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Journal Paper Accepted at Springer’s Intelligent Industrial Systems Journal: Multi-Agent System Design Principles for Resilient Coordination & Control of Future Power Systems

The LIINES is pleased to announce the acceptance of the paper: “Multi-Agent System Design Principles for Resilient Coordination & Control of Future Power Systems” in Springer’s Intelligent Industrial Systems Journal. The paper is authored by Amro M. Farid and was published online at May 28th 2015.

Recently, the vision of academia and industry has converged, defining future power system as intelligent, responsive, dynamic, adaptive, and flexible. This vision emphasizes the importance of resilience as a “smart grid” property. It’s implementation remains as a cyber-physical grand challenge.

Power grid resilience allows healthy regions to continue normal operation while disrupted or perturbed regions bring themselves back to normal operation. Previous literature has sought to achieve resilience with microgrids capable of islanded operation enabled by distributed renewable energy resources. These two factors require a holistic approach to managing a power system’s complex dynamics. In our recent work (e.g. link 1 and link 2), we have proposed as means of integrating a power system’s multiple layers of control into a single hierarchical control structure.

In addition to enterprise control, it is important to recognize that resilience requires controllers to be available even if parts of the power grid are disrupted. Therefore, distributed control systems, and more specifically Multi-Agent Systems have often been proposed as the key technology for implementing resilient control systems. Multi-agent systems are commonly used to distribute a specific decision-making algorithm such as those in market negotiation and stability control. However, very few have sought to apply multi-agent systems to achieve a resilient power system.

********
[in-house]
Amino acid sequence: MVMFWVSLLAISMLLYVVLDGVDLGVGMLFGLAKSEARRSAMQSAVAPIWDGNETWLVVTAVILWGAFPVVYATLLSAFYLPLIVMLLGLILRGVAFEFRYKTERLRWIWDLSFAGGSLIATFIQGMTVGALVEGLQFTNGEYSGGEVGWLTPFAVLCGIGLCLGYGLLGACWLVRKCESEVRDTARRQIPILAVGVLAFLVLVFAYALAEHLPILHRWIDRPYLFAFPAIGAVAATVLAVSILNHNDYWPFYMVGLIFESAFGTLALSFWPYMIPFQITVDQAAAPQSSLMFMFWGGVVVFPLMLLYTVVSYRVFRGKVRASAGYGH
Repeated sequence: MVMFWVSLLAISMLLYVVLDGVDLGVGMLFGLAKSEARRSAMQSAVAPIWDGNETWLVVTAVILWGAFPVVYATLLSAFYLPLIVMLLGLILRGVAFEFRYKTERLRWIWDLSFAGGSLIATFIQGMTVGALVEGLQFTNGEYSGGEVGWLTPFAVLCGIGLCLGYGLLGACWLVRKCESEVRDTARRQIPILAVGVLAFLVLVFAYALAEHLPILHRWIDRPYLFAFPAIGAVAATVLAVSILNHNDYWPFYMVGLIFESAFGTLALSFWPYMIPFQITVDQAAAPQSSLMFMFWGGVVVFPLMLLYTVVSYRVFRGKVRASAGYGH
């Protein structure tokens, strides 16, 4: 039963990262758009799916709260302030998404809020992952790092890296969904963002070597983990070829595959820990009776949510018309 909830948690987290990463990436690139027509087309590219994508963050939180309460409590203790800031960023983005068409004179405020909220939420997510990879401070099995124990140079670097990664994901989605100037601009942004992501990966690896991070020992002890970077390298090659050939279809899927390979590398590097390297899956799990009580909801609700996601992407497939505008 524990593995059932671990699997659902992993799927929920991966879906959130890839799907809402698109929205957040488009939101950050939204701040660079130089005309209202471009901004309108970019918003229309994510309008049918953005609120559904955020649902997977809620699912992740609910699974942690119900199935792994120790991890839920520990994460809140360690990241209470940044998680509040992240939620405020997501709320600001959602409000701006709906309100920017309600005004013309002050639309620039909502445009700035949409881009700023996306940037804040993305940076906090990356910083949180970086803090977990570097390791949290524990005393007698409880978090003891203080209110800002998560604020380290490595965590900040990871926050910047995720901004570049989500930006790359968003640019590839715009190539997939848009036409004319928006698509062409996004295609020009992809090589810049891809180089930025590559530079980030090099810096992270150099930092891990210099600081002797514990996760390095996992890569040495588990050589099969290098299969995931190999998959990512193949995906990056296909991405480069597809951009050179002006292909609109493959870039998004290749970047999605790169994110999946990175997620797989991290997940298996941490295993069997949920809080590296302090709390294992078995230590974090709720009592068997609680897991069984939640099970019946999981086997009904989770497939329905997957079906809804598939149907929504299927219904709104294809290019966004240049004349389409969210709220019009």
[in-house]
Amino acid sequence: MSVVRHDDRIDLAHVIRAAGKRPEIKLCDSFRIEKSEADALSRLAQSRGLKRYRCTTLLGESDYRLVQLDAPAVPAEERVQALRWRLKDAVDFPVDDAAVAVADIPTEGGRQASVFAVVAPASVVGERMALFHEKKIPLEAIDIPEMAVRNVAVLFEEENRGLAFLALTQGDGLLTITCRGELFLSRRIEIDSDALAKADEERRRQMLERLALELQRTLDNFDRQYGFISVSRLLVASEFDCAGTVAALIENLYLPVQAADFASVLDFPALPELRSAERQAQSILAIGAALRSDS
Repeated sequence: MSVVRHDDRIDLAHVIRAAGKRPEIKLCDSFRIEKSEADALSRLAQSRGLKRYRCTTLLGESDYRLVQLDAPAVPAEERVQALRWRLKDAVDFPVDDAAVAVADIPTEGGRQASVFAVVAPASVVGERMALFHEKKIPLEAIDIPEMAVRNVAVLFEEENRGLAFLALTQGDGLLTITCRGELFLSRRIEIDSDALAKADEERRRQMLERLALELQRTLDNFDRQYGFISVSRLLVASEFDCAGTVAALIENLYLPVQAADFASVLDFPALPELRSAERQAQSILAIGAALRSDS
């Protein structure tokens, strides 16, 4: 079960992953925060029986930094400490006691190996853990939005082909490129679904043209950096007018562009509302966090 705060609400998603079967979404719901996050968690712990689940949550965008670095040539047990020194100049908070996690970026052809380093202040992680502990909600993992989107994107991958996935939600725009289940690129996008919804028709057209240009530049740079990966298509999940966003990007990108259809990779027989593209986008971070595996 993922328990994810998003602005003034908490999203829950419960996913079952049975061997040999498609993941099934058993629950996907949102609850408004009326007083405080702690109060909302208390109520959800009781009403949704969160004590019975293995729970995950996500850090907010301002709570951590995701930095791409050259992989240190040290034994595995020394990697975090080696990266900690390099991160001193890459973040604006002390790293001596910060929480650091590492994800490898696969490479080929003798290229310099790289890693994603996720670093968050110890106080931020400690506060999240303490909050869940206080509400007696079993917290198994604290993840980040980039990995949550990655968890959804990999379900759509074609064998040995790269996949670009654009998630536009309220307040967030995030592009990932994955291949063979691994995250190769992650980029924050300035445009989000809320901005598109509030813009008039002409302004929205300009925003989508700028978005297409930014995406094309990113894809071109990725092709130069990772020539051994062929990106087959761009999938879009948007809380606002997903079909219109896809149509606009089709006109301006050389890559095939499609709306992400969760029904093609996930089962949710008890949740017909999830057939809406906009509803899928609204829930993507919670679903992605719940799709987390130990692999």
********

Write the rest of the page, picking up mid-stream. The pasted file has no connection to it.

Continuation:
The purpose of the paper entitled “Multi-Agent System Design Principles for Resilient Coordination & Control of Future Power Systems” is two fold. First, it seeks to identify a set of Multi-Agent System design principles for resilient coordination and control. Second, the paper assesses the adherence of existing Multi-Agent System implementations in the literature with respect to those design principles.

The set of design principles is based on newly developed resilience measures for Large Flexible Engineering Systems. These measures use Axiomatic Design and are directly applicable to the power grid’s many types of functions and its changing structure. These design principles, when followed, guide the conception of a multi-agent system architecture to achieve greater resilience.

About the author: Wester C.H. Schoonenberg completed his B.Sc. in Systems Engineering and Policy Analysis Management at Delft University of Technology in 2014. After his bachelors’ degree, Wester started his graduate work for the LIINES at Masdar Institute, which he continues as a doctoral student at Thayer School of Engineering at Dartmouth College in 2015. Currently, Wester is working on the integrated operation of electrical grids and production systems with a special interest in Zero Carbon Emission Manufacturing Systems.

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LIINES Website: http://amfarid.scripts.mit.edu

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Journal Paper Accepted at the Journal of Intelligent Manufacturing: Measures of reconfigurability and its key characteristics in intelligent manufacturing systems

The LIINES is pleased to announce that the Journal of Intelligent Manufacturing has accepted our paper entitled: “Measures of reconfigurability and its key characteristics in intelligent manufacturing systems”. The paper is authored by Amro M. Farid and was published in October 2014.

Many manufacturing challenges arise with the global trend of increased competition in the marketplace.  Production processes must deal with shorter product lifecycles and mass-customization. Consequently, production systems need to be quickly and incrementally adjusted to meet the ever-changing products. Reconfigurable manufacturing systems have been proposed as a solution that facilitates changing production processes for highly automated production facilities.

Much research has been done in the field of reconfigurable manufacturing systems. Topics include: modular machine tools and material handlers, distributed automation, artificially intelligent paradigms, and holonic manufacturing systems.  While these technological advances have demonstrated robust operation and been qualitatively successful in achieving reconfigurability, there has been comparatively little attention devoted to quantitative design methodologies of these reconfigurable manufacturing systems and their ultimate industrial adoption remains limited.

Measuring reconfigurability of manufacturing systems quantitatively has been a major challenge in the past, since a quantitative reconfigurability measurement process was non-existent. Earlier work developed a measurement method that extracts measurables from the production shop floor. When this was established, basic measures of reconfiguration potential and reconfiguration ease were developed, based on axiomatic design for large flexible engineering systems and the design structure matrix respectively.